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PostPosted: Fri May 01, 2009 1:08 am 
I finally got a hand on a Panny G1 in Houston. Out of all places in the world, Microcenter was carrying a G1. It's currently "on sale" for $630.

I can't comment on image quality given that I don't own the G1 and did not bring a SD card with me. But I played with the G1 for about 20 minutes in the store, and was very impressed with the ergonomics, build quality, and the usability. The G1 is small, very small. Definitely smaller than my E410. Yet, it's easier to hold thanks to the pistol grip. The buttons are well placed, and the controls are very intuitive.

I loved the electronic viewfinder. It is like watching a TV, but a nice and bright TV. It is FAR FAR superior to the tiny optical viewfinder on the E410 and 510. The image looks huge and bright throught the EVF. I've read that the EVF has trouble tracking fast moving objects and it looks horrible in low light situations. I can't comment on that, because the area was well lit. What I can say is that after getting home, I looked through the viewfinder of my E510, and I felt like I was making a trip back in time to the 1900s.

One of the cool features about the EVF is how the EVF automatically zooms in when the G1 is in manual focus mode. So while it's nearly impossible to manual focus through the optical viewfinder in the E410 and 510, it's a piece of cake on the G1.

I had my fears that the G1's full time constrast based AF would be slow like the constrast based AF in the E420/520/620/30. And that it would definitely be slower than the phase shift AF while using the optical viewfinder in other DSLRs. My fears were unfounded. The G1's contrast based AF actually found focus fast! Very fast! Of course I did have good lighting inside the store, so it might not focus so fast in bad lighting. But while in the store, the camera's AF was very snappy.

After being disappointed with the E620, I am tempted to get a G1. The limited lens lineup is a bummer though. I do have the Oly 14-42, 40-150 and 25 pancake. So all of those would work with the G1's AF. But the G1 does not have built-in-body IS.

If there is someone wondering whether to upgrade from a compact to an entry level DSLR, don't forget to look at the G1.


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PostPosted: Fri May 01, 2009 10:26 pm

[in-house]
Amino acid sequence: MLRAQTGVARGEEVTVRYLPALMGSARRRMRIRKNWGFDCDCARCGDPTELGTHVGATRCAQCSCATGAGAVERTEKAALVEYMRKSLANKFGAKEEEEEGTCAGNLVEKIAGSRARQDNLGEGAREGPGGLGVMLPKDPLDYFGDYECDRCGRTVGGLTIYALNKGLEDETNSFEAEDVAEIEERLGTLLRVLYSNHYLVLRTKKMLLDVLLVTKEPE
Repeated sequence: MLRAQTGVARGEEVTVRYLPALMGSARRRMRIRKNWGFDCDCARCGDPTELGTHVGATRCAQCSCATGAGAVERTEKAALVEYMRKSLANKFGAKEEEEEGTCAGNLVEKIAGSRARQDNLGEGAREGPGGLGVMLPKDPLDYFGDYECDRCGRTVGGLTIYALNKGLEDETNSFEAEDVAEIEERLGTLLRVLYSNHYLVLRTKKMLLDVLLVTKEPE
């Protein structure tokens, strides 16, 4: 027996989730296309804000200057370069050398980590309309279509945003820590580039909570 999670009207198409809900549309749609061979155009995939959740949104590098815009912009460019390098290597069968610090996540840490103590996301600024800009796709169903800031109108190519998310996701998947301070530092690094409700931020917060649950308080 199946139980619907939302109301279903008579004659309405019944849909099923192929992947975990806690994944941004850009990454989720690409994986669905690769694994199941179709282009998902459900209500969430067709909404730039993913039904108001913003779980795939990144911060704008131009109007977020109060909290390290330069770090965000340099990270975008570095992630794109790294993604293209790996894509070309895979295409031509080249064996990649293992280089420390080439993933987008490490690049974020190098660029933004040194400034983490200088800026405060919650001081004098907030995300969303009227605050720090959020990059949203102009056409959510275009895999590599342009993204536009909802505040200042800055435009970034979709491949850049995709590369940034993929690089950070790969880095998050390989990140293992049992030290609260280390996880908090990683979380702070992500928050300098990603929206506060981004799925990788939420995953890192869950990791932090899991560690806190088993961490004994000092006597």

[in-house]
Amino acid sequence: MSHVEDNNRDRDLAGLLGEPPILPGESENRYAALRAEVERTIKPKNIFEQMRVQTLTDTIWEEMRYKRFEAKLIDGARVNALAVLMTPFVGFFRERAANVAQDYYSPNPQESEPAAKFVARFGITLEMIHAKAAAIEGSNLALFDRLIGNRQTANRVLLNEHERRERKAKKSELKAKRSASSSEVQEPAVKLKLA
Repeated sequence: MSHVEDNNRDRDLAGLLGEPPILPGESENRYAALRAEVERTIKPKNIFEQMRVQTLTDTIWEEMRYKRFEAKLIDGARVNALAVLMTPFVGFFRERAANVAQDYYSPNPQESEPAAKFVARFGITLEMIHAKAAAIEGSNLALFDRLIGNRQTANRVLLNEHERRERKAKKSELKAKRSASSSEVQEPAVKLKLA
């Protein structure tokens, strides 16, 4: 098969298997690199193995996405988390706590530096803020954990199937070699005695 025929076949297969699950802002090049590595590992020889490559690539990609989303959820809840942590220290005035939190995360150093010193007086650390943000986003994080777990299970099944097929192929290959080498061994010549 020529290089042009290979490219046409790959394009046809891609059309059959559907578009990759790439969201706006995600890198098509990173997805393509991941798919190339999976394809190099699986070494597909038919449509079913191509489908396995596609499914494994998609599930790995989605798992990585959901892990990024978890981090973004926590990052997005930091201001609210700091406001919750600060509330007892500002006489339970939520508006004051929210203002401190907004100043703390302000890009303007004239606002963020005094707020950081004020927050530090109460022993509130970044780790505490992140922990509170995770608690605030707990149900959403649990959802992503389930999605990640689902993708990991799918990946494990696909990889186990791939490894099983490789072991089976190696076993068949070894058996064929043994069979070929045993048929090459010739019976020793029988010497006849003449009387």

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Hi Armanius, I'm really glad you finally got to try out the G1 in person. By reading reviews (and watching video tours!) you can get a good impression of the size and mechanics of the screen for example, but you have to see the G1 in person to really appreciate it.

As you say, the excellent EVF, the surprisingly quick AF. It really is a very nice camera indeed, but as you say, the limited native lens selection and limitations with full-size 4/3 lenses is a significant downside.

So, you gonna go for it?!


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PostPosted: Fri May 01, 2009 11:25 pm 
Very tempting Gordon! That EVF is simply awesome (in good light anyway). So bright and big ... B&H in the US is now selling the blue version of the G1 for $630. So the price has come down by about $170 since its launch last November.

Gordon, when you had the G1, did you have trouble tracking moving objects like some users have complained about? And what about shooting in the continuous mode? Some have reported that the EVF freezes at each shot. In any event, I am very tempted to "go for it."

HOWEVER, now I am thinking that all the extra noise I saw on my E620 photos may have been due (at least in part) to the fact that my LCD monitor at home has oversaturated colors. When I saw the same images on my LCD monitor at work, they did not seem nearly as noisy. And the images looked more detailed too. I may end up "re-buying" the E620, especially now that the prices in the US for the E620 dropped by $100. Price at Adorama is $600 for body only.

Price for E-30 also dropped to $950 at Adorama.


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PostPosted: Sat May 02, 2009 11:28 am 
Armanius wrote:
HOWEVER, now I am thinking that all the extra noise I saw on my E620 photos may have been due (at least in part) to the fact that my LCD monitor at home has oversaturated colors.


That's why you should always always have a calibrated monitor before you print/review/make any important decisions regarding photo.


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PostPosted: Sat May 02, 2009 9:58 pm 
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Hi Armanius, I can't remember off-hand about the EVF freezing, but I would expect it to briefly after taking a shot, just like the main monitor - it's essentially doing the exact same thing. Again you don't get this with an OVF, but then they do black-out on an SLR system.

Swings and roundabouts really.


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